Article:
I have long suffered anxiety and depression in my life, and this weekend produced a particularly intense episode of heightened stress for me. I know that it is not socially acceptable to admit one’s psychoses in public, but I honestly think this hinders our understanding of mental illness. We withhold empathy for the mentally depressed as a society by our insistence of not wanting mental instability to invade the rhetoric and policies of the community. I write publicly, not privately, to hopefully allow a dialogue that shows my character as someone who struggles frequently with mental depression.
This weekend’s episode was triggered by a political exchange on Facebook, in which a former colleague, a college professor, attempted to bully her opinion my way, when it wasn’t invited. It was an absolutist opinion about a volatile issue, one for which I openly attest that I will never agree. In fact, she may have managed to push me away in some regards from a position for which I felt fairly secure after a lifetime dedicated to understanding the issue and sympathizing for an oppressed group.
At any rate, I’ve chosen not to share the details of the public exchange at this time, instead focusing on the heightened stress level she caused me this weekend. It’s hard to avoid the stressors in life when one has people who insist on picking a fight, even when warned to just stay away from a sensitive topic, one which tends to flare up an anxiety attack something fierce in me.
That built-up emotion isn’t good for me when I write—hell, it’s just not good for me— because I understand how I can be a rhetorical bully, and I want to avoid it. I’d like to tell you that I resisted this bully’s taunting, but I didn’t. I managed to keep my cool for three days, but the third night, I read about ten further exchanges from this woman, and I lost my temper. I briefly told her off and informed her to take her ideology and stick it where the sun doesn’t shine. She’s dead to me as a friend and colleague, and I feel just awful about it.
Hello, depression. My old friend. I’d ask where you’ve been, but I’m pretty sure you’ve been under the surface this whole time.
Depression is often triggered by the stressors of the adult world, especially when the adult world is littered with bullies who want to dominate the depressed. Supervisors in the so-called real world bully employees with harsh rhetoric, terrifying glares, lunch-room gossip, and creative policies designed to subvert employees who have been conditioned to accept bullying as a good business model. Minimally, we should thank Donald Trump for contributing to the social acceptance of this claim. Colleagues will bully one another for advancement purposes and higher salaries, and in the collegiate world, many professors bully their students habitually, not so much for effective pedagogical purposes, but more to condition and prepare students for the bullies they will encounter in the American workplace…or maybe it’s just to prove everybody else wrong…Lord knows some people have no interest in not being a bully.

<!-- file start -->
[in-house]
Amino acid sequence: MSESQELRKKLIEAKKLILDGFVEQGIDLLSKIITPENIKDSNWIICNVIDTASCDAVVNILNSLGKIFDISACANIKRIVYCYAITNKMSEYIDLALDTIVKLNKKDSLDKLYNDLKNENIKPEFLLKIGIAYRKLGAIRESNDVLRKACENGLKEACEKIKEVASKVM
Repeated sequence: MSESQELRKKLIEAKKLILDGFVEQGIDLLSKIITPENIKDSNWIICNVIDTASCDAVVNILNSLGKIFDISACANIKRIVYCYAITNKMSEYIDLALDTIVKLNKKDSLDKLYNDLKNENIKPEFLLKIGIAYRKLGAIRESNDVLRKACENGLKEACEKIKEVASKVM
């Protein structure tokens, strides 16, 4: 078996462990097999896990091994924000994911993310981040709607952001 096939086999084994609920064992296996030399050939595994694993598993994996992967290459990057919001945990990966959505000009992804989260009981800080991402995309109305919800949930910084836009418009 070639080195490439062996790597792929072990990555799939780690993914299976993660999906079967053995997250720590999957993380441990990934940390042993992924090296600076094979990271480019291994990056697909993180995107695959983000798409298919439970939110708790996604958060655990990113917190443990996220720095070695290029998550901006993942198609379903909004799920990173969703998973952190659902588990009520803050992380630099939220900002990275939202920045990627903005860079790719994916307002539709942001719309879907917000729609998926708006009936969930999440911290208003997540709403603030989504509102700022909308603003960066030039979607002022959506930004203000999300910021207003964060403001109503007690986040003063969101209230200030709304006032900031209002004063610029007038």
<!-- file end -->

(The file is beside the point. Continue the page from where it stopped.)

About a month ago, I attended a high-school music competition where my two daughters were playing their instruments. I admit I wasn’t crazy about going to this competition because last year I saw how upset my daughter became after a silver medal performance. This year, my daughter didn’t get upset (at least, not as upset as last year), but I saw three young children just bawling their eyes out while walking the hallways. I stopped to put my hand on a boy’s back and attempted to console him; his mother told her crying son to “thank the nice man,” but I could tell his Mom was more taken aback by a stranger intervening on her son’s behalf. The second was a crying teenage girl whose two friends were hugging her. I smiled at her and told her she did a good job; she attempted a smile back, but she just couldn’t hold back the sobs. The third young girl had her head buried and was shaking visibly; by that point, I just couldn’t help to think, “What the hell are we doing to our kids?”
This semester, I’ve noticed how a few students in my courses are becoming stressed out by my class, and I want to eliminate that factor to the best of my ability. I’ve found that stressing out my students does very little to contribute to an education. My goal is to create a relaxed environment where students can elaborate without fear of being bullied in response. I have no interest in preparing students for a world that tells us that bullies should be respected. In short, I’ve written this rhetoric as a device to communicate my perspective to my audience, ye old show-don’t-tell writing approach, and I write calmly to ward off my own rhetorical bully, as that persona has done very little good for me, professionally and personally.